The International Business Times, hardly an insightful analyst of Catholic Church organization, published an article for International Women’s Day 2015 which made the claim that women still hold only 20 percent of Vatican positions. This seems appropriate, considering that many positions are occupied by bishops and priests; but even at that, the IBT noted that the number of women employed by Vatican City has nearly doubled over the past decade from 195 in 2004 to 371 in 2014.  


Lastly, if you think for a minute that “more women in authority” would resolve the Church’s problems, let me hold out our nation’s leading example of feminine leadership: Katharine Jefferts Schori, Presiding Bishop of the Episcopal Church of the United States. The Rev. Charles Alley, an Episcopal priest from Richmond, Virginia, has said that under her leadership, his church has been 

“so interested in being relevant (that) in many ways we’ve rendered ourselves irrelevant as a church.”

In just ten years, according to the Deseret News, following a decade of dissension, departures and even litigation the Episcopal Church has seen a decline of 18% in active members, and a 24% decline in average Sunday attendance (ASA).


But employing the standard of gender blindness that I have called for above, let’s say that the decline of the Episcopalians is not, as one might infer, attributable to Jefferts Schori’s gender, but is the result of inadequate theology.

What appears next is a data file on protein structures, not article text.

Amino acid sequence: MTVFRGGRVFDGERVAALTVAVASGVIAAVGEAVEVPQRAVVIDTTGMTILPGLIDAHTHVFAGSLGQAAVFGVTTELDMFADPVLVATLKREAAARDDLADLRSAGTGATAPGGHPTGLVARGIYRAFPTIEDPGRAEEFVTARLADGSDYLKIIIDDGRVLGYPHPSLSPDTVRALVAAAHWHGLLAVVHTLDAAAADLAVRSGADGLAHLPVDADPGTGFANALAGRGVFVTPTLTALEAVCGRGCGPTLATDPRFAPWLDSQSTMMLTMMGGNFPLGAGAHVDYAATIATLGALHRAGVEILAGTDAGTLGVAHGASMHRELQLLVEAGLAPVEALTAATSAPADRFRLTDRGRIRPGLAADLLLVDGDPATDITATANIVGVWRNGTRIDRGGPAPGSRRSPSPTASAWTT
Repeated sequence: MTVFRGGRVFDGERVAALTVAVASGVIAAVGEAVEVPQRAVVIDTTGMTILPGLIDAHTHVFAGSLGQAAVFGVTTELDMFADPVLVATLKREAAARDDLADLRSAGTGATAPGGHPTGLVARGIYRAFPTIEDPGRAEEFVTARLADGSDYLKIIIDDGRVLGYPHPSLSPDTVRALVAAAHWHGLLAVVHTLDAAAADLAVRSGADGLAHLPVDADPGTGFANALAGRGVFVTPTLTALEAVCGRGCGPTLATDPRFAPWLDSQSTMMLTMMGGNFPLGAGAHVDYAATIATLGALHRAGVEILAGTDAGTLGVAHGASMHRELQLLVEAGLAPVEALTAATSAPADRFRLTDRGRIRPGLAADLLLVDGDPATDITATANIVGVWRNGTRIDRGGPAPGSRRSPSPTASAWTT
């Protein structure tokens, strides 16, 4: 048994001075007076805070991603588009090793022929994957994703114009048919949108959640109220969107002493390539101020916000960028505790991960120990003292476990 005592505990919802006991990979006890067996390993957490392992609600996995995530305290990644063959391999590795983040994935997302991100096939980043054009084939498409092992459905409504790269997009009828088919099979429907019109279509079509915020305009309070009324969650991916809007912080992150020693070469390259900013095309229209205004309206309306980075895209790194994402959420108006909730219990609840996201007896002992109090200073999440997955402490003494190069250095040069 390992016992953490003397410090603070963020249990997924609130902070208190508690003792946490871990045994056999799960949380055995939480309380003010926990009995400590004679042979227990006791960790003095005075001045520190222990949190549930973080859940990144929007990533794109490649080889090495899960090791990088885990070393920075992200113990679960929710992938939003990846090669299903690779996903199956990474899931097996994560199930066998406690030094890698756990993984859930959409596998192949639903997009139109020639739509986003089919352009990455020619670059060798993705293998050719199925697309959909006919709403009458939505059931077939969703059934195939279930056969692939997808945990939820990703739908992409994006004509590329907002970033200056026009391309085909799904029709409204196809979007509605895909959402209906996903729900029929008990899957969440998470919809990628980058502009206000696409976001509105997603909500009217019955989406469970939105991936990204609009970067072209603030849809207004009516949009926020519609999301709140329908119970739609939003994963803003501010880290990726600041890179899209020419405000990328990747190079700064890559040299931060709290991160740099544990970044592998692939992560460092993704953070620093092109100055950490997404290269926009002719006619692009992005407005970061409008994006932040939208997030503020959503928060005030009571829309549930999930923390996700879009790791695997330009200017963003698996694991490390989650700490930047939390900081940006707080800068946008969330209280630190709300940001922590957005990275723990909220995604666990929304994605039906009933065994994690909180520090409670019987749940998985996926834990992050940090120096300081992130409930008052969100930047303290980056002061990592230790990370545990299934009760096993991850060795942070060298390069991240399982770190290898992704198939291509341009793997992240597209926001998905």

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  • “And I hope you’re not saying that women would be clearsighted with regard to Church policies, whereas male clergy are hopelessly ineffective.”

    From my reading of Ms. Selmys’ essay, she’s not saying that. What she seems to be saying is that allowing women to have a voice in Church policies *as well as* men will lead to clearer vision, as opposed to having *only* men (and almost entirely celibate men who we hope are in no danger of causing pregnacy let alone experiencing it) to have a direct voice.

    • Asmondius

      I suppose only a doctor who has personally experienced cancer can advise a cancer patient.

      • One would hope that the doctor has learned to listen to those who have personally experienced cancer about what actually helped, rather than have those voices excluded in favor of only those who have never experienced cancer and have no chance of contracting it.

        • Asmondius

          Your side-step did not work. It was rather awkward, really.
          I am not aware that cancer patients can conduct tests upon themselves to determine what is ‘helping’. Using that rationale, a cancer patient being treated with chemotherapy might swear that the doctors are trying to kill her.
          Knowledge is not limited to capacity or experience. And that is fortunate, because otherwise people might never have learned how to fly.